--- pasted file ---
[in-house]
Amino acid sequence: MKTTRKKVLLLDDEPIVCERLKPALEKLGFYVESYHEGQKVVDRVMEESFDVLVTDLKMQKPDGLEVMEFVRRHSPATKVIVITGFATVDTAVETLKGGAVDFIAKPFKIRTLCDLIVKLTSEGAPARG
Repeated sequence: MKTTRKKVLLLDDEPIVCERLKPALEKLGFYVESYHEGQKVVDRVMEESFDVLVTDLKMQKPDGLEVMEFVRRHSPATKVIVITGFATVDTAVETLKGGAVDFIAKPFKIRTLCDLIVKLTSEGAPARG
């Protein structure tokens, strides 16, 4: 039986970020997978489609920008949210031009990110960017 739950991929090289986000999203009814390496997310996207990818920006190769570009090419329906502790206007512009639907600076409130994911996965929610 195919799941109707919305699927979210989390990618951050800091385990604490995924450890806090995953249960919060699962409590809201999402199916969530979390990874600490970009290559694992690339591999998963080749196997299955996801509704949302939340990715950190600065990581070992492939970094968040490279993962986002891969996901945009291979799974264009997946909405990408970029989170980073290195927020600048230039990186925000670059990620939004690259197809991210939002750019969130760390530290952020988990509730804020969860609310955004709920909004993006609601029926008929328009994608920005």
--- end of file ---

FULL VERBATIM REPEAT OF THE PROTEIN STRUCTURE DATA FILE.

[in-house]
Amino acid sequence: MKTTRKKVLLLDDEPIVCERLKPALEKLGFYVESYHEGQKVVDRVMEESFDVLVTDLKMQKPDGLEVMEFVRRHSPATKVIVITGFATVDTAVETLKGGAVDFIAKPFKIRTLCDLIVKLTSEGAPARG
Repeated sequence: MKTTRKKVLLLDDEPIVCERLKPALEKLGFYVESYHEGQKVVDRVMEESFDVLVTDLKMQKPDGLEVMEFVRRHSPATKVIVITGFATVDTAVETLKGGAVDFIAKPFKIRTLCDLIVKLTSEGAPARG
């Protein structure tokens, strides 16, 4: 039986970020997978489609920008949210031009990110960017 739950991929090289986000999203009814390496997310996207990818920006190769570009090419329906502790206007512009639907600076409130994911996965929610 195919799941109707919305699927979210989390990618951050800091385990604490995924450890806090995953249960919060699962409590809201999402199916969530979390990874600490970009290559694992690339591999998963080749196997299955996801509704949302939340990715950190600065990581070992492939970094968040490279993962986002891969996901945009291979799974264009997946909405990408970029989170980073290195927020600048230039990186925000670059990620939004690259197809991210939002750019969130760390530290952020988990509730804020969860609310955004709920909004993006609601029926008929328009994608920005």